Today, Christmas day, is the 103rd anniversary of the birth of notorious British bon vivant Quentin Crisp. Previously. He was not noteworthy for any achievements, he was the opposite of an activist, but he was full of very good advice - Ubu web has recently made available his 1979 recording, An Evening With Quentin Crisp.
After the publication of The Naked Civil Servant, Quentin Crisp talked about his life in a short documentary (1970) by Denis Mitchell. Part two, part three. Crisp previously and previousler.
Mr. Quentin Crisp and Mr. John Hurt. Mark Simpson conducts a kind of comparative iconography of John Hurt as Quentin Crisp in the intertitle-replete Naked Civil Servant and, 33 years later, as Crisp again in An Englishman in New York. “[A]s an effeminate homosexual, he was imprisoned inside an exquisite paradox, like some kind of ancient insect trapped in amber: Attracted to masculine males – the famous Great Dark Man – he cannot himself be attracted to a man who finds him, another male, attractive because then they cannot be the Great Dark Man any more.”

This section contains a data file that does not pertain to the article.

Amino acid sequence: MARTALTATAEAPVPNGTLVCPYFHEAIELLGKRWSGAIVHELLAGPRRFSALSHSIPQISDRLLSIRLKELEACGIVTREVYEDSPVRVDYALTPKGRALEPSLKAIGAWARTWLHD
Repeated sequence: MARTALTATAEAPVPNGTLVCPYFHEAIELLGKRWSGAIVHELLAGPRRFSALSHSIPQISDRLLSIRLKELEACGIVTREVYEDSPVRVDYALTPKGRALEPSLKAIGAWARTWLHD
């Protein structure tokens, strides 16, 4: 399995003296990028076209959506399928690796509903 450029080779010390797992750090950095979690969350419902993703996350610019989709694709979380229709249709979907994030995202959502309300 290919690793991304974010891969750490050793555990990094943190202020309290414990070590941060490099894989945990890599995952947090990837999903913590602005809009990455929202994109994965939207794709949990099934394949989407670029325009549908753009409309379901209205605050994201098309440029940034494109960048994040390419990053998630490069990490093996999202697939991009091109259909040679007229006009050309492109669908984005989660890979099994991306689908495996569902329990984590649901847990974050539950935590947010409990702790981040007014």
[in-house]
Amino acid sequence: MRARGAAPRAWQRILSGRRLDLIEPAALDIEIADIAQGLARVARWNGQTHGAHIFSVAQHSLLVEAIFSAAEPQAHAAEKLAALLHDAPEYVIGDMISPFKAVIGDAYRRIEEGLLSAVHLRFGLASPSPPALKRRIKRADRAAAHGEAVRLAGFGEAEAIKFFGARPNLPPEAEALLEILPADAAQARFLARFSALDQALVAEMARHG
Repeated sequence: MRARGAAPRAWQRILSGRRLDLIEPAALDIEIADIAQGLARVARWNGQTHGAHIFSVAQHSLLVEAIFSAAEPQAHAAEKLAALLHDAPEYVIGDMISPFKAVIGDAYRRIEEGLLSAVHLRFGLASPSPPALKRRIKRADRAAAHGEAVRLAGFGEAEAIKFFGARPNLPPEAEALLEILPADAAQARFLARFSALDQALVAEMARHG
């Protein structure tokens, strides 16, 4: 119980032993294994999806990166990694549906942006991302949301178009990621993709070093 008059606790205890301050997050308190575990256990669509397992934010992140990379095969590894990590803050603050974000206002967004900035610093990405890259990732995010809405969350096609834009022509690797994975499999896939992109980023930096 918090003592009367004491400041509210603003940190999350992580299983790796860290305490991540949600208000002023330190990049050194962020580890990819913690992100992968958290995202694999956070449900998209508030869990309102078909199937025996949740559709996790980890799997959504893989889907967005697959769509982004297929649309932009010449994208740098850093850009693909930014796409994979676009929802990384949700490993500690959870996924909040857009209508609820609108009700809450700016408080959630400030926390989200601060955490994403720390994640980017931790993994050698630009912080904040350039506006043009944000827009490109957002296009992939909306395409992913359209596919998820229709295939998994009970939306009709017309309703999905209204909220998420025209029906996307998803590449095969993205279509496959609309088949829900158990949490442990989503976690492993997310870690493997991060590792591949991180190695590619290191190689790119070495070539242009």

Bob Claster was a DJ on KCRW in Los Angeles. In the 80's he had a comedy show called Funny Stuff and he would interview comedians. He has many of these interviews online as mp3s. He interviewed Tom Lehrer, Douglas Adams, Danny Arnold (a.k.a. Barney Miller), Peter Cook, Terry Jones, two interviews with John Cleese, one solo and another with Michael Palin, Emo Philips, Billy Connolly, Mort Sahl, Quentin Crisp, "Brother Theodore" Gottlieb, June Foray and Bill Scott (a.k.a. Rocky and Bullwinkle and an epic five-part interview with Stan Freberg, the subject of my last post.
The Quentin Crisp Archives. Includes a selection of letters , and memories of his early career as a life model.